Book Image

Creative DIY Microcontroller Projects with TinyGo and WebAssembly

By : Tobias Theel
Book Image

Creative DIY Microcontroller Projects with TinyGo and WebAssembly

By: Tobias Theel

Overview of this book

While often considered a fast and compact programming language, Go usually creates large executables that are difficult to run on low-memory or low-powered devices such as microcontrollers or IoT. TinyGo is a new compiler that allows developers to compile their programs for such low-powered devices. As TinyGo supports all the standard features of the Go programming language, you won't have to tweak the code to fit on the microcontroller. This book is a hands-on guide packed full of interesting DIY projects that will show you how to build embedded applications. You will learn how to program sensors and work with microcontrollers such as Arduino UNO and Arduino Nano IoT 33. The chapters that follow will show you how to develop multiple real-world embedded projects using a variety of popular devices such as LEDs, 7-segment displays, and timers. Next, you will progress to build interactive prototypes such as a traffic lights system, touchless hand wash timer, and more. As you advance, you'll create an IoT prototype of a weather alert system and display those alerts on the TinyGo WASM dashboard. Finally, you will build a home automation project that displays stats on the TinyGo WASM dashboard. By the end of this microcontroller book, you will be equipped with the skills you need to build real-world embedded projects using the power of TinyGo.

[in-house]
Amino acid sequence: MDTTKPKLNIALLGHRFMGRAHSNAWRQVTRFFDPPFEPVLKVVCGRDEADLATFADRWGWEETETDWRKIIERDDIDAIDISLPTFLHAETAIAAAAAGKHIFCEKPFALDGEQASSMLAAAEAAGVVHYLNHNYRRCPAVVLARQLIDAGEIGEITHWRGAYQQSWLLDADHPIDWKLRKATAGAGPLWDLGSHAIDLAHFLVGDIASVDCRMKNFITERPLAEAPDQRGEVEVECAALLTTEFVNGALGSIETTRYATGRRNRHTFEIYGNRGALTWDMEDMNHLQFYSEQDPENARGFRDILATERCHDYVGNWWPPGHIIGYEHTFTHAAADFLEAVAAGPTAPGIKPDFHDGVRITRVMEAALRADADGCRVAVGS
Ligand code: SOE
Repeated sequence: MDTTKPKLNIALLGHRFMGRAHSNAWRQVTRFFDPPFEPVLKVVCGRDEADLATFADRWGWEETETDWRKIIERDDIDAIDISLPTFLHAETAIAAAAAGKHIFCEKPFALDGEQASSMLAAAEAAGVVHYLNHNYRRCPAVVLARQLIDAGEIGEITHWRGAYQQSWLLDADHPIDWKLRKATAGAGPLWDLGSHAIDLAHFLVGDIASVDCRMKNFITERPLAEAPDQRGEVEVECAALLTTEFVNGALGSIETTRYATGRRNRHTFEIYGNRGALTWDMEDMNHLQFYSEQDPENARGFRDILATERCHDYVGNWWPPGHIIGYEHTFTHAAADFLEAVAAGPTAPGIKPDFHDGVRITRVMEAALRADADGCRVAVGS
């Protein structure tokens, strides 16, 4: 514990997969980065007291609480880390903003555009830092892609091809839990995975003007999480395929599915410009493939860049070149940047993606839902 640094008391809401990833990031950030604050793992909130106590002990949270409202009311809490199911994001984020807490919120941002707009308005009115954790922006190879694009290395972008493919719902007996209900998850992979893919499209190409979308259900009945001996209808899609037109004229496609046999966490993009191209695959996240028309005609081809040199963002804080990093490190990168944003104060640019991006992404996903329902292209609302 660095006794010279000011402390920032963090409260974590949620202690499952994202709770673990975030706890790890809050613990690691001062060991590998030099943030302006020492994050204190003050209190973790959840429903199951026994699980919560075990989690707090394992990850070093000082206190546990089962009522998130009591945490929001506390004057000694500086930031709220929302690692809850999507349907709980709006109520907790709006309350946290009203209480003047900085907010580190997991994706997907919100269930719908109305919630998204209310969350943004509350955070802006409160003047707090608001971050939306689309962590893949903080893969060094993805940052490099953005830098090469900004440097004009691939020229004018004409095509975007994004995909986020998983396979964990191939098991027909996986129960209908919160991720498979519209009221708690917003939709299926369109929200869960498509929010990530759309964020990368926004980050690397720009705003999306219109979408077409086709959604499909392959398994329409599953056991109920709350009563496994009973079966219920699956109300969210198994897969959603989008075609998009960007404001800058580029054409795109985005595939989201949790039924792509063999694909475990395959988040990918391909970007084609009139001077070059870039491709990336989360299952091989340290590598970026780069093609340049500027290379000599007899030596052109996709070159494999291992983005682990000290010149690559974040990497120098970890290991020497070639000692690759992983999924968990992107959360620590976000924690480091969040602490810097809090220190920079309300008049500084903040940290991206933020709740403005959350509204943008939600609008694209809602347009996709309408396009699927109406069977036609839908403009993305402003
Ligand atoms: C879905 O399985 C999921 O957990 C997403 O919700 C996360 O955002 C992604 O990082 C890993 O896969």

Table of Contents (13 chapters)

Building the home automation client

Home automation basically consists of activating and deactivating things based on a precondition. For example, we might want to turn on a light when someone enters a room at night. Throughout this book, we have activated and deactivated many things based on preconditions, but most of them were not connected to a network. We are now going to learn how we can send signals over a network. These signals are going to be used as preconditions. After completing this section, we will be fully prepared for building our own home automation clients that can be triggered over a network.

The client that is going to run on the Arduino Nano 33 IoT is simply going to connect to an MQTT broker and then subscribe to a topic. When a message comes in for the topic, we need to deserialize the message and perform the action that is defined in the message.

For our example project, we are going to turn an LED on and off. Of course, a single LED might not be enough...